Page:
Celtic would likely have fallen eight points behind Rangers on October 3 had they not succeeded in digging out three points at Pittodrie that afternoon. Clawing that back would have been a monumental task. Instead, a late winner from Jota – which proved a launchpad for the winger’s season in Scotland – allowed them the sense that the 2-1 success it earned had supplied them a starting point for a title tilt. Postecoglou headed into the clash as the first manager in Celtic’s history to have lost his first three away league games. His club, meanwhile, had not posted a victory outside of their own environs in almost eight months. The mood music all changed with the scrabbled win and, following a home draw with Dundee United the week before, it proved the impetus in a 32-game league unbeaten run that rendered them unstoppable in the championship.
The extra-time loss to Rangers in the Scottish Cup semi-final in April may have rubbled Celtic’s treble hopes, but the concession of a breakaway goal to go down 2-1 in a tight tie at Hampden can happen. What doesn’t ordinarily to any Celtic team, regardless of their capabilities, is that an opponent does such a number on them in the home first leg of a continental knock-out face-off – as was true of Bodo/Glimt courtesy their 3-1 win in Glasgow that took the clubs’ Conference League play-off in February away from Celtic. The Norwegians were impressively adroit, regardless of their modest status. Yet, the loss perhaps betrayed that Postecoglou’s team hadn’t come as far as had been considered when it was felt a run deep into the latter stages of Europe’s newly-created third-string tournament was eminently possible. Instead, with a 2-0 reverse in the Arctic Circle return, the tie marked Celtic’s heaviest aggregate defeat to a team outside of the big five leagues in almost 60 years of cross-border competition.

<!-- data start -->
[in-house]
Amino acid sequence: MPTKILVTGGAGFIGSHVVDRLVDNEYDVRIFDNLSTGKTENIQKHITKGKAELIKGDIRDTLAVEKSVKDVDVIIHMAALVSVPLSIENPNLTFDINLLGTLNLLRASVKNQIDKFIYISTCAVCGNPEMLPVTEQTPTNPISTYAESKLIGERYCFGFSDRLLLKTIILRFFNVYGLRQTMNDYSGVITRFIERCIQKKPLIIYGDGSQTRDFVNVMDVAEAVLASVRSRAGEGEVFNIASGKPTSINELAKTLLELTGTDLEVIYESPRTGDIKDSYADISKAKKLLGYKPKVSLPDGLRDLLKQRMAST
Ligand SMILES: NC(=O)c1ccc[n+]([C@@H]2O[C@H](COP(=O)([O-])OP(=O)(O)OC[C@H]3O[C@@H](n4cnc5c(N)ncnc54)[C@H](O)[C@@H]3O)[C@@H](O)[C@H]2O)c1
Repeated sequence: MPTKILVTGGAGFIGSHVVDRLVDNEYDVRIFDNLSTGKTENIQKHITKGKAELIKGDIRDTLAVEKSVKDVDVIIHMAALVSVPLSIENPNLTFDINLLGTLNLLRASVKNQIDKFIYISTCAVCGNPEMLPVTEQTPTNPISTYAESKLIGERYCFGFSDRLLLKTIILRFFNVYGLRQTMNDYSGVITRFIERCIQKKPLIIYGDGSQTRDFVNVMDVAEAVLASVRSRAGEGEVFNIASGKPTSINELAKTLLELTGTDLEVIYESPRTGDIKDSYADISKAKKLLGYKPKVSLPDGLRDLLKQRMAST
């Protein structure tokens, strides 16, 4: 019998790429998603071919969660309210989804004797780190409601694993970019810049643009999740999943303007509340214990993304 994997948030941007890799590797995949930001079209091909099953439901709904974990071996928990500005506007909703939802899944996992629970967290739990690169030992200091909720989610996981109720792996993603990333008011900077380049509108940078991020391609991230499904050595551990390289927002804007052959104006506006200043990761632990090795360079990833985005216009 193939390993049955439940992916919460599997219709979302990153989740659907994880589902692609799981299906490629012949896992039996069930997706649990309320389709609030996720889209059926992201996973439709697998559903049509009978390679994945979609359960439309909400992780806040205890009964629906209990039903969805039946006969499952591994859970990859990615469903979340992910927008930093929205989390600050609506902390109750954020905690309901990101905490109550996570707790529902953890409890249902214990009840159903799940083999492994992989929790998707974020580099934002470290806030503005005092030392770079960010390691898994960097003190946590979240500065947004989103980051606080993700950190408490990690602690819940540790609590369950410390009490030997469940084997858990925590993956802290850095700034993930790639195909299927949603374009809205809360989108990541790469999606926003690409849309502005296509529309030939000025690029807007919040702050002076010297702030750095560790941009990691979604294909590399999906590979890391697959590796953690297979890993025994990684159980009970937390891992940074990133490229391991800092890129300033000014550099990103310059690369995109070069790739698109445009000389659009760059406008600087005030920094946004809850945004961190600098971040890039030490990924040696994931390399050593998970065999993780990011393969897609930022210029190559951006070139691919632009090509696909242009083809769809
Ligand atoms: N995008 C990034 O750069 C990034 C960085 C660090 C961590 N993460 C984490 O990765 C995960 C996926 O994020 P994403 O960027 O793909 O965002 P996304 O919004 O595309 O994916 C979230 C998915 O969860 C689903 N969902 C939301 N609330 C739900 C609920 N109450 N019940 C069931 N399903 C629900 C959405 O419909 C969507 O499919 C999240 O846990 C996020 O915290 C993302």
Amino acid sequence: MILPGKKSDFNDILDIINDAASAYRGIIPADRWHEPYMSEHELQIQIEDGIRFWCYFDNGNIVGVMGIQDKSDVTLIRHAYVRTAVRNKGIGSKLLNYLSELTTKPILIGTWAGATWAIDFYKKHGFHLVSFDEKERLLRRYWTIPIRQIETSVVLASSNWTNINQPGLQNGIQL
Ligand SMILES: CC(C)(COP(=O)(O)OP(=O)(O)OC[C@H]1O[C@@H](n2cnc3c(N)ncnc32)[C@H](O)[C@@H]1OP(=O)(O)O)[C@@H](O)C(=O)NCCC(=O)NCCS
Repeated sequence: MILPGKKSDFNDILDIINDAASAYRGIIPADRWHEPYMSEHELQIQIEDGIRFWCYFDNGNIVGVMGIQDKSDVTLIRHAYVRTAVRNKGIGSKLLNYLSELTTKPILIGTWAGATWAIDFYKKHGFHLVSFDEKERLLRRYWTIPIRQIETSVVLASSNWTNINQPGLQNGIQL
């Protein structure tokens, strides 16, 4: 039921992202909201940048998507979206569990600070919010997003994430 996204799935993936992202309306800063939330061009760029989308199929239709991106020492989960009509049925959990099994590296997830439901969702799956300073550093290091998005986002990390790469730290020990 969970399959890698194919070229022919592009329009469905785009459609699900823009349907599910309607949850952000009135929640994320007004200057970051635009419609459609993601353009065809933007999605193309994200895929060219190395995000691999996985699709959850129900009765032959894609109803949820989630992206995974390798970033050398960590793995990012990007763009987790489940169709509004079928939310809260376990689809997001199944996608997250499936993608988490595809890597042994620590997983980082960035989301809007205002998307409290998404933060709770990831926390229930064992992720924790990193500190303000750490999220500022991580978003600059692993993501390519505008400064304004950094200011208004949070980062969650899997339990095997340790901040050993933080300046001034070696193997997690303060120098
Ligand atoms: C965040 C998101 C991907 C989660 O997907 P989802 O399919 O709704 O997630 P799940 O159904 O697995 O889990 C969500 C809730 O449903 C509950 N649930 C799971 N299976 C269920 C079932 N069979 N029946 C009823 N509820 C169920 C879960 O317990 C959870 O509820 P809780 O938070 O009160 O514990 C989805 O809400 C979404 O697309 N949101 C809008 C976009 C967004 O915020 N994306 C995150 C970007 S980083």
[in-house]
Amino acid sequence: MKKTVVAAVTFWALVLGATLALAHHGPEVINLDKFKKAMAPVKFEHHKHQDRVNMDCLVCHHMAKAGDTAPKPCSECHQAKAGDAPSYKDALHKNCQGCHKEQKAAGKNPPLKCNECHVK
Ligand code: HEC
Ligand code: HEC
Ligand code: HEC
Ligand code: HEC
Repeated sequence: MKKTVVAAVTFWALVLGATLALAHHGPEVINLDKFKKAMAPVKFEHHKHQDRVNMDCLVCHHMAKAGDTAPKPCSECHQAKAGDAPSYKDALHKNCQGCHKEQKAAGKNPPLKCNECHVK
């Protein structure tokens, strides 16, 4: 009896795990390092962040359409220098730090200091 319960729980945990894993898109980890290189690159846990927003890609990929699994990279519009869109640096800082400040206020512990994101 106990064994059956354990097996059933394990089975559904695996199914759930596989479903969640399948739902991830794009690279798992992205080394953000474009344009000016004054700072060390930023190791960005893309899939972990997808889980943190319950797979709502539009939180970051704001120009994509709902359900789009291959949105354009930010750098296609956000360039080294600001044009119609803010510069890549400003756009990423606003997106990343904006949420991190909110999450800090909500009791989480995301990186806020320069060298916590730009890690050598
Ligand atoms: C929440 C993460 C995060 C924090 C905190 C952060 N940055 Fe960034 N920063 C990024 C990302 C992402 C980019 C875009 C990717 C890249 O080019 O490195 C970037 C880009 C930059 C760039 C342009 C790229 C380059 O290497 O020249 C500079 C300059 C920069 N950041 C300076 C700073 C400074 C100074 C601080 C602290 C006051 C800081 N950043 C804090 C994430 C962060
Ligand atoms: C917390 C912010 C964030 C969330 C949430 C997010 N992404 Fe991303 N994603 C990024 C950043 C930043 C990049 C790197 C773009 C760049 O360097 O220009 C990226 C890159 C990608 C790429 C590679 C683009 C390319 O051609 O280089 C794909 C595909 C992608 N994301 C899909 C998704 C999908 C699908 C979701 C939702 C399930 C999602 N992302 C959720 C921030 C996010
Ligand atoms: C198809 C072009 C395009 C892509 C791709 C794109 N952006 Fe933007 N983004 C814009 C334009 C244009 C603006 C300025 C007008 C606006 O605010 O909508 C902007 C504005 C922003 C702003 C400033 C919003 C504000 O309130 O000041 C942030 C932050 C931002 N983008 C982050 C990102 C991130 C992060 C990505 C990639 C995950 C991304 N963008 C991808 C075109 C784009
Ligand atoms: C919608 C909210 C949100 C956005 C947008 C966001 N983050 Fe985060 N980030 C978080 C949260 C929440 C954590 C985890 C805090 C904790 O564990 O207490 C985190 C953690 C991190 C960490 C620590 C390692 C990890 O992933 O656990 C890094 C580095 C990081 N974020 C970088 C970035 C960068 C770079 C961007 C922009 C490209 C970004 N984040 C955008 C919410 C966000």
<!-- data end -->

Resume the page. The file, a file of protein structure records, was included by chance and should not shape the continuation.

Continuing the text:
Manager report card
The superlatives have been exhausted to do proper justice to the re-animation of a moribund Celtic that Ange Postecoglou performed. Little wonder. The Australian proved a footballing pied piper. In mesmeric fashion, he fused together a new team assembled to entertain with fearless endeavour. In doing so, he not only completely won over a squad of disparate cultures to his footballing way of thinking. His emotional intelligence and game nous caused a disaffected Celtic support to fall in love with their club all over again, and he pushed all the right media buttons with his astuteness and wit. In essence, the 56-year-old served up a managerial masterclass in how you handle the onerous demands as the figurehead of an institution club. Yes, he fell short of the domestic clean sweep. And, yes, European form proved patchy. Although, that said, even as the club made early exits from three competitions there were more good moments than is often portrayed. His embryonic side’s elimination of Alkmaar to reach the Europa League group stages before they claimed nine points from a truly tough section were decent building blocks for the bigger and better he has promised is to come next season. He has set the highest of bars to deliver on that pledge.